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garniture of polychrome vases antiques at Aronson Antiquairs

Garniture of Three Polychrome Vases and One Cover

Every month we present a special object from the Aronson Antiquairs’ collection. This month we would like to show you this polychrome three-piece garniture that demonstrates the use of cold-painted bright red. It was made around 1700 by De Paauw (The Peacock) Factory in the city of Delft. Although many factories used cold painted decoration, De Paauw Factory is famous for its beautiful color schemes that are enhanced by the use of red. All pieces of the garniture, consisting of three vases and a cover are marked “D Pauw” for De Paauw factory.

De Paauw Factory was founded in 1651, and it was located west of the Koornmarkt and stretched to the east side of the Oude Delft. As M.S. van Aken-Fehmers states, the original building was marked with the year ‘1651,’ and a peacock painted in blue and black. The symbol became a trademark for the factory and was repeatedly used as a decorative motif on objects. When the factory first opened, it operated with only one oven. By 1729 and again in 1740, two ovens were mentioned in the sales contracts, a testament to the factory’s growth and success over the years.[1]

DetailDe Paauw went through numerous owners during its Golden Age of production during the seventeenth and eighteenth centuries. The factory’s first owner was Dirck Hieronimus van Kessel, who appointed his son in law, Claes Jansz Messchaert as shopkeeper in 1652. Ten years later, Van Kessel sold the factory partly to Ghijsbrecht Lamprechtsz Cruyck and Willem Cleffius. In the 1670s, Petronella van Dissel managed the factory and eventually purchased the entire company on June 24, 1680. Van Dissel ran the factory for twenty years. Although it has not yet been proved, pieces created under her management may be identified by the D added to the PAUW mark. The three-piece garniture in our collection bears these marks, placing the set between 1680 and 1700. In 1701 van Dissel sold the factory to a well-known figure in the Delftware industry: Gerrit Pietersz Kam.[2] He managed De Paauw until his death in 1705, after which his son David Kam led the factory for the next fifteen years. After his death, the factory was managed by Kam’s widow Margaretha Kam-Oversloot until she passed in 1725. Then, the factory, warehouse, woodshed and pottery washing plant were sold, marking the end of the prosperous period of Kam ownership.

DetailDe Paauw factory was responsible for a number of Delftware design innovations. In a 1725 inventory of the factory shop, a wide variety of sizes, colors and models of the goods and ready-to-sell Delftware were described in great detail. Although many of the shapes and types of Delftware align with contemporary trends at other factories, the hexagonal garniture shape stands out. The model was most likely introduced by De Paauw factory.[3] The factory was also renowned for its unusual color schemes. The craftsmen created objects with dark blue grounds, the so-called Bleu Persan. On these intense blue grounds, decorations were applied in either white, or yellow and green. It was a true challenge to fire these pieces, since it was hard to keep the glazes stable and prevent the decorations from running. Also, the decoration could easily “sink” and disappear in the blue ground when the glazes became liquid during the heating.[4] Furthermore De Paauw is known for its cold painted red details, although they are very rare to discover.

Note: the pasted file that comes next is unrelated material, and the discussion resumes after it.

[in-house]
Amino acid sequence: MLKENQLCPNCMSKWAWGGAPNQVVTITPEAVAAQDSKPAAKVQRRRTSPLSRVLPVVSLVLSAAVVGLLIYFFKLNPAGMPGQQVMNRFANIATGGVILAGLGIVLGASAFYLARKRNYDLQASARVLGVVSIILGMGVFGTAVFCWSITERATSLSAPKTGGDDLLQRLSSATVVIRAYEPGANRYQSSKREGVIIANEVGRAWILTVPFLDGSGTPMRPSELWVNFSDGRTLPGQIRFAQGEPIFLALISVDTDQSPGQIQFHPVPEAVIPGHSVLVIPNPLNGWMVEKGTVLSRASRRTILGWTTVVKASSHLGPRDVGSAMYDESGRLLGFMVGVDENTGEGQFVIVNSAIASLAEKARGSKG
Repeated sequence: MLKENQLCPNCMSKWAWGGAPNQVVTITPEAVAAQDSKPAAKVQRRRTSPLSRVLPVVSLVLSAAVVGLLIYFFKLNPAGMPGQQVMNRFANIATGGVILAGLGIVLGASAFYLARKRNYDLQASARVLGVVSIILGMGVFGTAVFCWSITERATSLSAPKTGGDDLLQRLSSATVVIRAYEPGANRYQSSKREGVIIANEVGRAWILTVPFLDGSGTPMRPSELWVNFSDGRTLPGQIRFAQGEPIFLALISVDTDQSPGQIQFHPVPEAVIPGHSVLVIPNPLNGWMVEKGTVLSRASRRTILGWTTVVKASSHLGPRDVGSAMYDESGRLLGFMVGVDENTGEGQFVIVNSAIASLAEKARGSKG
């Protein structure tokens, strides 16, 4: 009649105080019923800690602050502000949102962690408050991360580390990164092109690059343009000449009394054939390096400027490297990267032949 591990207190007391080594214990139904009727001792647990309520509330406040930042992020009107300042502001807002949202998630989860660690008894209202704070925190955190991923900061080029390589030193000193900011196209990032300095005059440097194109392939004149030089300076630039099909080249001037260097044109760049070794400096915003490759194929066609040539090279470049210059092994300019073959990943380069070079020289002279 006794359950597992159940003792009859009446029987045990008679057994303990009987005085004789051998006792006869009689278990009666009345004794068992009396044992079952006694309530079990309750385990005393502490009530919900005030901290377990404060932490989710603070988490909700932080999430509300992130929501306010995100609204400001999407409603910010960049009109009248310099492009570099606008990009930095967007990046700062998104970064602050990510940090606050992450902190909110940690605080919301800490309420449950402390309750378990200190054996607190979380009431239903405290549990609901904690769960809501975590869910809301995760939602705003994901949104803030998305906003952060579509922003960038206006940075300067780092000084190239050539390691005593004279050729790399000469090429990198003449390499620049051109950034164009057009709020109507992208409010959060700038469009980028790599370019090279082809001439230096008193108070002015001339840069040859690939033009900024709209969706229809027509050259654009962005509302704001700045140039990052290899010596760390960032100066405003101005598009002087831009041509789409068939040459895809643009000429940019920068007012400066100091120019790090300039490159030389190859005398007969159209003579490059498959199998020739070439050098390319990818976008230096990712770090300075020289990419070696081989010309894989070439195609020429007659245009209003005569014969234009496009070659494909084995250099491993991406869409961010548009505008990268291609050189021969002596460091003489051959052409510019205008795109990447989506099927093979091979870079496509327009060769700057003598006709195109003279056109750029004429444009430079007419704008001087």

[1]  M.S. van Aken-Fehmers, Delfts aardewerk, Geschiedenis van een Nationaal Product, Vol. 2, Gemeentemuseum The Hague, Zwolle, 2001, p. 159.

[2] From 1668 onwards, Gerrit Pietersz Kam owned half of the Drie Posteleyne Astonne (Three Ash Barrels) Factory, until in 1679 he could buy also the other half of the company of the heirs of Wouter van Eenhoorn. Twenty-one years later Gerrit Pietsz. Kam passed the Drie Posteleyne Astonne on to his son Pieter Gerritsz. Kam. Maybe he was afraid he might grow bored, since he purchased De Paauw Factory right after.

[3] M.S. van Aken-Fehmers, Delfts aardewerk, Geschiedenis van een Nationaal Product, Vol. 2, Gemeentemuseum The Hague, Zwolle, 2001, p. 162.

[4] J.D. van Dam, Delffse Porceleyne: Dutch Delftware 1620-1850, Rijksmuseum Amsterdam, Zwolle, 2004, p. 118-119


Garniture of Three Polychrome Vases and One Cover
Delft, circa 1700

Each piece marked D Pauw for De Paauw (The Peacock) Factory.

Comprising a baluster-form vase and cover and two baluster-form bottles with knopped necks; each piece vividly painted with a variety of birds and insects flying, perched and walking amidst lush flowering plants beneath a flowering vine border encircling the shoulder, the knops on the bottle necks with similar bird, insect and floral decoration above two stylized flowering plants alternating with vertical rows of blue dots on the tall flaring cylindrical necks and beneath bands of stiff leaf tips on the flaring rim, the lower body of each vase with a border of blue-edged yellow-ground lappets patterned with scrollwork and blossoms and alternating with blue and green stiff leaves, and the cover with a ball knop decorated with green stiff leaves around a yellow finial, and encircled on the rim with stylized flowerheads and scrolls.

Heights: 40 and 37.4 cm. (15 3/4 and 14 3/4 in.)

Provenance: The collection of Dr. F. H. Fentener van Vlissingen (1882-1962), Utrecht, and thence by family descent.


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